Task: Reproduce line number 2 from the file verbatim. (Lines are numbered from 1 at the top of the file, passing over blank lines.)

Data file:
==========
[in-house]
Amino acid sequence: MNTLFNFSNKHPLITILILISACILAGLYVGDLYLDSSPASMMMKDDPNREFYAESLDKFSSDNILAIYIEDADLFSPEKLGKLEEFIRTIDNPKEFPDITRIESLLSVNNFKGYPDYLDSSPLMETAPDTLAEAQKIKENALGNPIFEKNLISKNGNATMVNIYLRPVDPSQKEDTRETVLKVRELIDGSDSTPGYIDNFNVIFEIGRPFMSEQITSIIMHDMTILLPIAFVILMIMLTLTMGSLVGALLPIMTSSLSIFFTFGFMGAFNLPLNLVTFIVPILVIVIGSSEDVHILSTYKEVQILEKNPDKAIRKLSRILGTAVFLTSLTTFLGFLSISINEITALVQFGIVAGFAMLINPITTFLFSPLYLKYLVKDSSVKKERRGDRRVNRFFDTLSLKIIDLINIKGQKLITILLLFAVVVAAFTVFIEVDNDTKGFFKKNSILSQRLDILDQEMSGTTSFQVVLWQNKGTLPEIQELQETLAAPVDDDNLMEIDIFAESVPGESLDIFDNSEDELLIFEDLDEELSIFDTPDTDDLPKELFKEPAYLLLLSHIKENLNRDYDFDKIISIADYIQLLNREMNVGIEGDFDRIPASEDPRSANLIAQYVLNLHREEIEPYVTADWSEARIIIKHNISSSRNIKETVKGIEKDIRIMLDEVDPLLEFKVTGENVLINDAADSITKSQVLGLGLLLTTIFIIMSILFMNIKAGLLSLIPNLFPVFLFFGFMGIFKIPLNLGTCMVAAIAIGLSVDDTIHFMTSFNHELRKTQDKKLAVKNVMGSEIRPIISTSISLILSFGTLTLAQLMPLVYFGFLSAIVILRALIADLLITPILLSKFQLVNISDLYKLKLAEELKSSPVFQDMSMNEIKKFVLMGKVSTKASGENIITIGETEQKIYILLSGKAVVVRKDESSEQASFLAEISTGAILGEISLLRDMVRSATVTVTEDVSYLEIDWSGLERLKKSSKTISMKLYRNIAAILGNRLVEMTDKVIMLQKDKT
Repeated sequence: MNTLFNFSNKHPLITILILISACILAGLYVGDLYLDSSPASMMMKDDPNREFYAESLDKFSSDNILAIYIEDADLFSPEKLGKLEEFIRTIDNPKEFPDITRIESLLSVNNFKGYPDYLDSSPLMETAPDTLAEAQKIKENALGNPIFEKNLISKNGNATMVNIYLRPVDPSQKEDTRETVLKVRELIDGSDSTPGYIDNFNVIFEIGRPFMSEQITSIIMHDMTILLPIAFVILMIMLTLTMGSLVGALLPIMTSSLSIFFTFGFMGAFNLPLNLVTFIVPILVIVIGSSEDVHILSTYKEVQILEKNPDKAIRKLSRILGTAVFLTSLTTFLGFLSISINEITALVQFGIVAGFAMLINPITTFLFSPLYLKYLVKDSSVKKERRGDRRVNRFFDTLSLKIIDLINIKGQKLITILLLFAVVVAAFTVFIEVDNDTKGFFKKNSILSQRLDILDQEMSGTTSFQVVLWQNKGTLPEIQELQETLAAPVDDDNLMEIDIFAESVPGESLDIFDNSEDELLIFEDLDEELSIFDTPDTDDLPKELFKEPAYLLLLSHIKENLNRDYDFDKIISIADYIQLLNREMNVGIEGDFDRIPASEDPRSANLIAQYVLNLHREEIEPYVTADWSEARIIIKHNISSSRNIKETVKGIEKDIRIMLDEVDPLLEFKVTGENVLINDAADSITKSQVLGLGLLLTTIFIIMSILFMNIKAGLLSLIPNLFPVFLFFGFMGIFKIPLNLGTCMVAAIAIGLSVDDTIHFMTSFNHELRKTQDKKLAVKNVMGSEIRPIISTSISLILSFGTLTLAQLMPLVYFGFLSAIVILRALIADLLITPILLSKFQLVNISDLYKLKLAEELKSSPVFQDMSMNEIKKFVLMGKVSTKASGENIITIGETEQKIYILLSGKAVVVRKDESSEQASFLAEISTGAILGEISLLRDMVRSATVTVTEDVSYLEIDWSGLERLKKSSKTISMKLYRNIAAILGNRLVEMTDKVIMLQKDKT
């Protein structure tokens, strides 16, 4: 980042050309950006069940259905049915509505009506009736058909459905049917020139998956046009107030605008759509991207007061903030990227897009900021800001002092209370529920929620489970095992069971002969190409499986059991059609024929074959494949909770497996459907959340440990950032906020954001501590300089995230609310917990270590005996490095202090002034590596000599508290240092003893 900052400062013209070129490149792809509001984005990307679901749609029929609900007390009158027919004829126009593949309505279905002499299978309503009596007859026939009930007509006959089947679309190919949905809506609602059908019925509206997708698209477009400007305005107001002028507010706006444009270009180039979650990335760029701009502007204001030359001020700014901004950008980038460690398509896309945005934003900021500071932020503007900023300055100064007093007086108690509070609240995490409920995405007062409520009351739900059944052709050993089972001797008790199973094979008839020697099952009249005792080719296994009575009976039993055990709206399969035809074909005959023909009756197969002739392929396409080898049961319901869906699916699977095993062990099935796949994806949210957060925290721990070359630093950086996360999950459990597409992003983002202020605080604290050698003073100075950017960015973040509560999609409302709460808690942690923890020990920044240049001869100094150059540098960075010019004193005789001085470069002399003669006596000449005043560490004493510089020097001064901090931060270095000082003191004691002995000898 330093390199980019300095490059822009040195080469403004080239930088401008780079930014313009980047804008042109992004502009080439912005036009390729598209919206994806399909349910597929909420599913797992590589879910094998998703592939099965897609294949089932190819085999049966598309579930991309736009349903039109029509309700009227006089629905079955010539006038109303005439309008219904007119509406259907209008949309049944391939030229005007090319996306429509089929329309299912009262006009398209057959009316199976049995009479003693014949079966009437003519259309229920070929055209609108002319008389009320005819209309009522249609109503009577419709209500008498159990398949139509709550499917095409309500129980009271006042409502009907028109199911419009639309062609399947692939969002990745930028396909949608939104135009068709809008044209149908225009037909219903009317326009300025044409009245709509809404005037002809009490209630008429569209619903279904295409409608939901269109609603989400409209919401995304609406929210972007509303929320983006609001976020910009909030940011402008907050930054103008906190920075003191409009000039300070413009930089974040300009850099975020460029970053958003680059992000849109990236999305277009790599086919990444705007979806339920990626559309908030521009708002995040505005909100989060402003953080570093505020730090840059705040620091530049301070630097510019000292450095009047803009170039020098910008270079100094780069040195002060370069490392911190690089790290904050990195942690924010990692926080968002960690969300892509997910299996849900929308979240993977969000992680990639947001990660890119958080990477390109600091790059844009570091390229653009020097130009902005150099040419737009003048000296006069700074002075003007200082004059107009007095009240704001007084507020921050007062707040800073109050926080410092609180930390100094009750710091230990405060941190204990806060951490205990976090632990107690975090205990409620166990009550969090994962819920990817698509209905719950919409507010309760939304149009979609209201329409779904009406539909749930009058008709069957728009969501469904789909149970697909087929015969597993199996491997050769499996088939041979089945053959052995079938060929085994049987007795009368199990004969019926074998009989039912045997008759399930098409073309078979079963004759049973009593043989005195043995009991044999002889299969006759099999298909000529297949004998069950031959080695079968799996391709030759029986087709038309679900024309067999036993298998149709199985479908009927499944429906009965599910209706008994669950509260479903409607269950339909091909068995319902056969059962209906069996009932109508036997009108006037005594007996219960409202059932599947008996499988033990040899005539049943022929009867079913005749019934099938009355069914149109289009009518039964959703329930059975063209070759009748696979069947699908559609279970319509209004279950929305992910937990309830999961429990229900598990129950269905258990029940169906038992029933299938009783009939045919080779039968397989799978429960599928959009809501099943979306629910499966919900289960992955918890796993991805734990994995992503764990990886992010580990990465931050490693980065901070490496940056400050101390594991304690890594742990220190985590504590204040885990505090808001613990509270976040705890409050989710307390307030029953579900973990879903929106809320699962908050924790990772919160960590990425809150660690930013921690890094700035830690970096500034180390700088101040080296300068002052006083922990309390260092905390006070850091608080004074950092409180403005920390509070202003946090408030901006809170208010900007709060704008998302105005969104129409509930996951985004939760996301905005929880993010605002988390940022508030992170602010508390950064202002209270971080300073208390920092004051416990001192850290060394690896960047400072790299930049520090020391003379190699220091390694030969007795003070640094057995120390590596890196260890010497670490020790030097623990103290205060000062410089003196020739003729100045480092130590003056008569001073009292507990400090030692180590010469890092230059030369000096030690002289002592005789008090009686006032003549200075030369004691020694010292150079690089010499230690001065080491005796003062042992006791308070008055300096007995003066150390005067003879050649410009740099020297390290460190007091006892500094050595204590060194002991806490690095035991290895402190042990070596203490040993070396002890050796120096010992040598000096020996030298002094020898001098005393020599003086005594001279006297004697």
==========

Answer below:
Amino acid sequence: MNTLFNFSNKHPLITILILISACILAGLYVGDLYLDSSPASMMMKDDPNREFYAESLDKFSSDNILAIYIEDADLFSPEKLGKLEEFIRTIDNPKEFPDITRIESLLSVNNFKGYPDYLDSSPLMETAPDTLAEAQKIKENALGNPIFEKNLISKNGNATMVNIYLRPVDPSQKEDTRETVLKVRELIDGSDSTPGYIDNFNVIFEIGRPFMSEQITSIIMHDMTILLPIAFVILMIMLTLTMGSLVGALLPIMTSSLSIFFTFGFMGAFNLPLNLVTFIVPILVIVIGSSEDVHILSTYKEVQILEKNPDKAIRKLSRILGTAVFLTSLTTFLGFLSISINEITALVQFGIVAGFAMLINPITTFLFSPLYLKYLVKDSSVKKERRGDRRVNRFFDTLSLKIIDLINIKGQKLITILLLFAVVVAAFTVFIEVDNDTKGFFKKNSILSQRLDILDQEMSGTTSFQVVLWQNKGTLPEIQELQETLAAPVDDDNLMEIDIFAESVPGESLDIFDNSEDELLIFEDLDEELSIFDTPDTDDLPKELFKEPAYLLLLSHIKENLNRDYDFDKIISIADYIQLLNREMNVGIEGDFDRIPASEDPRSANLIAQYVLNLHREEIEPYVTADWSEARIIIKHNISSSRNIKETVKGIEKDIRIMLDEVDPLLEFKVTGENVLINDAADSITKSQVLGLGLLLTTIFIIMSILFMNIKAGLLSLIPNLFPVFLFFGFMGIFKIPLNLGTCMVAAIAIGLSVDDTIHFMTSFNHELRKTQDKKLAVKNVMGSEIRPIISTSISLILSFGTLTLAQLMPLVYFGFLSAIVILRALIADLLITPILLSKFQLVNISDLYKLKLAEELKSSPVFQDMSMNEIKKFVLMGKVSTKASGENIITIGETEQKIYILLSGKAVVVRKDESSEQASFLAEISTGAILGEISLLRDMVRSATVTVTEDVSYLEIDWSGLERLKKSSKTISMKLYRNIAAILGNRLVEMTDKVIMLQKDKT